PART 1 ...HOW DOGS SEE THE WORLD
So you’ve got yourself a new puppy?
Oh that’s great news. So I guess we need new toys, a warm fluffy bed, bowls, leads and all the other bits that go with having a new doggy addition….ok check.
Now what? Ok well we need a vet visit soon. Check he is physically healthy, vaccination and to discuss with our vet or vet nurse about what physical changes will be coming as our puppy matures and grows up. So that’s his physical concerns out the way…check.
Have we thought about his mental education?...
Ummm, what do you mean?
In my time as a dog behaviourist and veterinary nurse, this is where so often it all falls down. We don’t realise that the cute little fur ball we just brought home is a mental clean slate waiting to absorb the information around it as it grows up in its first 12mths. And how we go about imprinting that slate, will set our puppy up to either be a well-mannered family member OR mum and dad yelling in frustration “we need to get rid of that dog”
Some of us want to shower this little thing with cuddles and love. “How can you say no to that gorgeous little face right!”
Some of us come in super dominant and over bearing. “Gotta show him who’s boss right!”
Well no, neither is good idea.
Having said that, many new puppy owners are aware they need to do some sort of ‘training’ with their dog. But I would often hear “Oh I don’t need help by going to puppy classes or the like, I’ll do it myself”.
What these people don’t realise is that there is more to dog education than just sit, stay and drop. Or sadly, the idea of what some people believe is ‘training’ their dog can be quite damaging, and cause a whole other set of behavioural problems for this new furkid.
So, let's look at this a little deeper.
How does my dog perceive the world?
Domestic and wild dogs are born instinctively to look towards members in their family for guidance. Whether that be their furry family, or us humans (some of us have more fur than others :)). Dogs simply see us as strange looking dogs.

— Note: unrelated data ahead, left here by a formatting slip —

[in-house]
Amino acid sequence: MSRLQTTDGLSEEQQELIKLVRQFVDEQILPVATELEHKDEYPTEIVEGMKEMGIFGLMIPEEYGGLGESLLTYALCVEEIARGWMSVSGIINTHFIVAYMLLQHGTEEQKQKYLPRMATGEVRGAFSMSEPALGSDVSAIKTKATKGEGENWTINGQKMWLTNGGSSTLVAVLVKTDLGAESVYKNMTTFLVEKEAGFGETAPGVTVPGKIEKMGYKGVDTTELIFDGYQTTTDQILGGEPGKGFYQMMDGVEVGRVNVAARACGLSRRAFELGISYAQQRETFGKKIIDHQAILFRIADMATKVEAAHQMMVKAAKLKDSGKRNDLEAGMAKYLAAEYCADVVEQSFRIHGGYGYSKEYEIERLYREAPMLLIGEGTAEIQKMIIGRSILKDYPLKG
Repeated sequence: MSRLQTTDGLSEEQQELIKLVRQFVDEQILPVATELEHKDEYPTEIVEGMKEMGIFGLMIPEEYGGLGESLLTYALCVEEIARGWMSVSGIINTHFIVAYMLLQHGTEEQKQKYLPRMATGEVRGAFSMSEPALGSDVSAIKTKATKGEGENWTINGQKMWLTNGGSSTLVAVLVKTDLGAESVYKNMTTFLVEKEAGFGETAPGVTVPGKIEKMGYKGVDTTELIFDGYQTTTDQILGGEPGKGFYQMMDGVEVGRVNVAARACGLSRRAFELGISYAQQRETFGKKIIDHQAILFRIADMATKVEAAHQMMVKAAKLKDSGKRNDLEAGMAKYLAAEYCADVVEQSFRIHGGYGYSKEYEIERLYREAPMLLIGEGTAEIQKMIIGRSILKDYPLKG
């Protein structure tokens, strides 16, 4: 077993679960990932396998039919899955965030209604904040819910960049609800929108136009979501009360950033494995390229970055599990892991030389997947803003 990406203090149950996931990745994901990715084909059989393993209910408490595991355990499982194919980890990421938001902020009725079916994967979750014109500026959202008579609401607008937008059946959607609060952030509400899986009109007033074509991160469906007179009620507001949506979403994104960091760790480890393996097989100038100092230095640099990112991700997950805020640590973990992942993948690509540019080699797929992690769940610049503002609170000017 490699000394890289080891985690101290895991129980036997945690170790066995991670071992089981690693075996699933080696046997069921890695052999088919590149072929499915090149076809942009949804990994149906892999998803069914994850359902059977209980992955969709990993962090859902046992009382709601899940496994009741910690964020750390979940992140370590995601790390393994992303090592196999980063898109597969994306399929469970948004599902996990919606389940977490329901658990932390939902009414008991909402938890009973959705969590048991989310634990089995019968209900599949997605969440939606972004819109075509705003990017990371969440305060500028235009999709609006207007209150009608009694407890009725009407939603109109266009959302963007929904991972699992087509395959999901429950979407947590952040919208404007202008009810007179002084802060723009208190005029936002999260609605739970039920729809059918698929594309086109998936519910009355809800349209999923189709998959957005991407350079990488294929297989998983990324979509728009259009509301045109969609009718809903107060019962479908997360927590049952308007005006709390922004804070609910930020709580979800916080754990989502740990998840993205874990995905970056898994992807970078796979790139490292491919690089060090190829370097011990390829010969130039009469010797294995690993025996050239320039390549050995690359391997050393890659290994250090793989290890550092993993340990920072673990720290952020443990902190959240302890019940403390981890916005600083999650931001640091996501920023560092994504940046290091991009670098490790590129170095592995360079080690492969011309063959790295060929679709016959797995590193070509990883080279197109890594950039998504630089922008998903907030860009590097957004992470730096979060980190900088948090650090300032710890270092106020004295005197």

As they grow and mature, they begin with play, and rough and tumble with those around them. They start to learn from this play who in their family, (or pack if you like) is bigger, better, faster, stronger. In their mind, they need to know who to look up to, because ultimately being a dog is about survival.
Your dog has a deep- seated need that to feel secure, he needs to know someone in this family will lead them to safety should anything go pear shaped. He also believes that a leader needs to be the biggest, best, fastest and strongest member of the family. Otherwise how is that person fit to do their job as family spokesperson.
Everything we do in those first years teaches our dog, ‘am I running this show, or are you? Cos someone's gotta’
But what we think we are doing, and how our dog perceives our actions, may be two completely different things.
Do all dogs want to lead the pack?
Actually no. In fact, very few dogs really want that leadership role. Majority don’t have the personality or attitude to look after those around them. Because being a pack leader means continually fighting for control. Always ready to take on anything and anyone and direct the family to safety. They would need to be on duty 24/7.
Some of us might think that running the country would be great. Being in control.
But ultimately, if you were popped into that role because no one else was doing it, but you really didn’t have the attitude, ruthlessness or dominance to stand up to the pressure, then you may just fall apart in a heap of stress and anxiety.
And this is what we do to our dogs by not creating a structured environment and someone they can look up to.
Some dogs are so under equipped to handle such a role of pressure and responsibility of leading a family, that walking past the cat has them in quivering state. Yet by not leading our pack ourselves, we force the poor furball into a position of stress.
All dogs have different personalities and varying levels of submission and dominance. It is simply a spectrum.
How well-mannered our dogs are will depend on their individual personalities and how we respond to their behaviours.
At the end of the day, the underlying question that your dog is asking you is;
'For my welfare, I believe someone in this family needs to be in control. Is it going to be you? Or are you going to force me to do it?’
Is being boisterous the same as being dominant?
Definitely not. There are many large dogs that don’t understand their strength. Without singling out any particular breed (as all breeds have the same spectrum), a good example is the Bull Arab. Huge, goofy, playful power machines.
This does not equal to having the mental ability of leading a pack. These larges dogs do however use their strength and behaviour to bend their environment in their favour.
Many children want to have their own way all the time, but that doesn’t mean they want or could manage the pressures of running the house and handling the finances.
The key factor to consider here is, ARE YOU A LEADER OR A BOSS?
A BOSS will be aggressive, yell and dominate by intimidation. A LEADER is a calm influence and leads by example.
When faced with a true leader, a dog is happy to go that extra mile. He knows your all on the same team and respect your direction
But when confronted by a Boss, he will do the bare minimum he needs to do just to avoid the conflict. And we know how stressful that would be.
So be a leader....not a boss
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Next part in the series;
How dogs learn and what do good strong leaders do?